Indeed, these sound effects become a cheerful character unto themselves. And Duffy’s enthusiasm for creating them spill into his character portrayals. In total he acts six other Bedford Falls characters, young and middle aged. As he finishes with a portrayal, he seamlessly works back into crunching gravel or slamming doors. He doesn’t drop a beat. Impressive.

It's a Wonderful Life, Irish Repertory Theatre, Rory Duffy
Rory Duffy in ‘It’s a Wonderful Life,’ Irish Repertory Theatre (Carol Rosegg)

Watching and hearing this live radio presentation, we process a confluence of the past (1940s) and present (2017). The two run simultaneously, a visual and aural parallel which adds to the fun. I felt strangely part of an absurdist time warp as observer and participant. My audience role allowed me to consider circumstances as they were in the 1940s while comparing them to the present. The live radio format encourages the audience to integrate the time periods.

For example, as the Announcer (Ian Holcomb) begins the presentation and energizes its interactivity, we become involved in two shows. One is a live radio play from the 1940s. The other is the Irish Repertory Theatre’s presentation of the live radio play It’s a Wonderful Life. As interactive participants, we follow the Applause signs above the stage. Duffy also encourages us to applaud louder and then to stop. As we experience in the present this feature of the past we think back to a time of simplicity and innocence. Back in the day such live radio shows delivered good will by the bushel.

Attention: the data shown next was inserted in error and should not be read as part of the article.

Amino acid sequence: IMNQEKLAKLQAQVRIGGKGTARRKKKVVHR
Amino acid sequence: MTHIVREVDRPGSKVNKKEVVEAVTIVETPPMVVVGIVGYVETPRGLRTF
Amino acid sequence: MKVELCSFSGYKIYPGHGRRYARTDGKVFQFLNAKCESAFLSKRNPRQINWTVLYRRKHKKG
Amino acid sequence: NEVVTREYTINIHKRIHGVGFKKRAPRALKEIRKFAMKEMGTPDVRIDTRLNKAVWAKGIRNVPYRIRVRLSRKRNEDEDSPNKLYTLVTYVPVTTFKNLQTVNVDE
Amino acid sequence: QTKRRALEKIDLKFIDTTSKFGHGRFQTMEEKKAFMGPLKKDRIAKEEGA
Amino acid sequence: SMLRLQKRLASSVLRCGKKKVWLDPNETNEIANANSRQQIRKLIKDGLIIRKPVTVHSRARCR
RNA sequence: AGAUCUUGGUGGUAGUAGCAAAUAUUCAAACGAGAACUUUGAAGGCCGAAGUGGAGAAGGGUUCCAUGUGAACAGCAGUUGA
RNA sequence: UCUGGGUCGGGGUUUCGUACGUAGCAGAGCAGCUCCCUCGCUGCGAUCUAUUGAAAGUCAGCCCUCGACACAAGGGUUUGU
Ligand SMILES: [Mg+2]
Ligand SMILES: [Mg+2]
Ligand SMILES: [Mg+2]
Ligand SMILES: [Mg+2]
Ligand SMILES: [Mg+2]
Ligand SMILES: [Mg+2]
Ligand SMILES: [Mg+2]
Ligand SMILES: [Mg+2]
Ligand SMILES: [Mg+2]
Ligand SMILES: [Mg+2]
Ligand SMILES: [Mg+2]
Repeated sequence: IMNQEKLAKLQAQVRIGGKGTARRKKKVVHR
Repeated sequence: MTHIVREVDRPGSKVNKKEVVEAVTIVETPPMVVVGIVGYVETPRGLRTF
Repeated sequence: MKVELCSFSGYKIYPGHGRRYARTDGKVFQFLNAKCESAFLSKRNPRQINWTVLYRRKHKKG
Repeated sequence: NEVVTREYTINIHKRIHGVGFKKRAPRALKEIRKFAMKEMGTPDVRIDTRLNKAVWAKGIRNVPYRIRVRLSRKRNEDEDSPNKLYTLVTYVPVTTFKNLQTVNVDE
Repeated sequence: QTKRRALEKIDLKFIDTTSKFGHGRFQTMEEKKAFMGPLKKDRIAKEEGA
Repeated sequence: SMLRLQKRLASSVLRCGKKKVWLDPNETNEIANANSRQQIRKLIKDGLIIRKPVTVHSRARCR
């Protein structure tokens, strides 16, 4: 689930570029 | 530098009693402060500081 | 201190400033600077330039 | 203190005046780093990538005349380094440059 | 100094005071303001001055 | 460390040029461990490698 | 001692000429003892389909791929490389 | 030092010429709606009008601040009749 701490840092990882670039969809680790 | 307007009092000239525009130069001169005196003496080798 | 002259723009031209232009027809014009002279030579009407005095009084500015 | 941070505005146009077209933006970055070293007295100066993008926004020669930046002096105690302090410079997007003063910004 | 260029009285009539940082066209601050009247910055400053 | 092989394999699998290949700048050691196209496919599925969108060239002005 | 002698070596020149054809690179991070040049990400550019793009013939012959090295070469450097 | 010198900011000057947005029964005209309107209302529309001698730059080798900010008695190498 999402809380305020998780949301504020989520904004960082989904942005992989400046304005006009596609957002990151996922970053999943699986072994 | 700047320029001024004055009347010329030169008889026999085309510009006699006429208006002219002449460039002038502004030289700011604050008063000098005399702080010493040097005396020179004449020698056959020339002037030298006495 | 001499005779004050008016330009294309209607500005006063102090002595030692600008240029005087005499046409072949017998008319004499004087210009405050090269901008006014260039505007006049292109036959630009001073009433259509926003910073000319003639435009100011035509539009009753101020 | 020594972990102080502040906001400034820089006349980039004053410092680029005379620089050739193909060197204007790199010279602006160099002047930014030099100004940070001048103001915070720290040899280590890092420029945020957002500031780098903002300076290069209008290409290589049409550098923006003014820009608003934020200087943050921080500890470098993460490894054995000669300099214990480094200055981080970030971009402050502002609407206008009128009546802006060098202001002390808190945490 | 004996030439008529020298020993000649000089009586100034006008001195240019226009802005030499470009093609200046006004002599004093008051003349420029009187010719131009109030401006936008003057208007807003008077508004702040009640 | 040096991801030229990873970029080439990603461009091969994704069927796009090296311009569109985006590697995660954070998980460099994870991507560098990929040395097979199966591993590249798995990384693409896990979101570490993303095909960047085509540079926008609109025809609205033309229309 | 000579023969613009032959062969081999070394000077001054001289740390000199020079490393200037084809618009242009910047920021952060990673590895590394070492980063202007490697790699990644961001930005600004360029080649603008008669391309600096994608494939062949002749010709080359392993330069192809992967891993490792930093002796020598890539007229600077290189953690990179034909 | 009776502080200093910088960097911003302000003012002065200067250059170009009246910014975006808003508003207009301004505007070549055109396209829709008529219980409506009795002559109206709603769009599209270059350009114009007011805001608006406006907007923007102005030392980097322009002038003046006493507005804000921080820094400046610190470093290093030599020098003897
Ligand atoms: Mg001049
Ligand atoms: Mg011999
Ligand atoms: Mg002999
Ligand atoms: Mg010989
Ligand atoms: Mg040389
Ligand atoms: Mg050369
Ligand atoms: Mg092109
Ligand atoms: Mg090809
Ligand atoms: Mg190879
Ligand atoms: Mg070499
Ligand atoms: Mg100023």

Aaron Gaines as George Bailey has the “gee gosh” Jimmy Stewart quality without making his characterization syrupy sweet or too Stewartesque. He remains himself and projects the kindhearted goodness of George perfectly. And Haley Bond as Mary Hatch Bailey portrays George’s wife with a modern feel.

In the adaptation none of the gender issues of paternalism evidence themselves. In fact Palermo has done fine work transferring the meat of the themes and the arc of the plot into a poignant comedy-drama that carries great meaning for the season. This is especially so considering that suicide rates go up during the holidays. And it is friendships which truly make us rich. These messages we need to recognize more than ever as cupidity seems to trump good will (think of the impending tax legislation, for example).

Irish Repertory Theatre, It's a Wonderful Life, Dewey Caddell, Aaron Gaines
(L to R): Aaron Gaines and Dewey Caddell in ‘It’s a Wonderful Life,’ Irish Repertory Theatre (Carol Rosegg)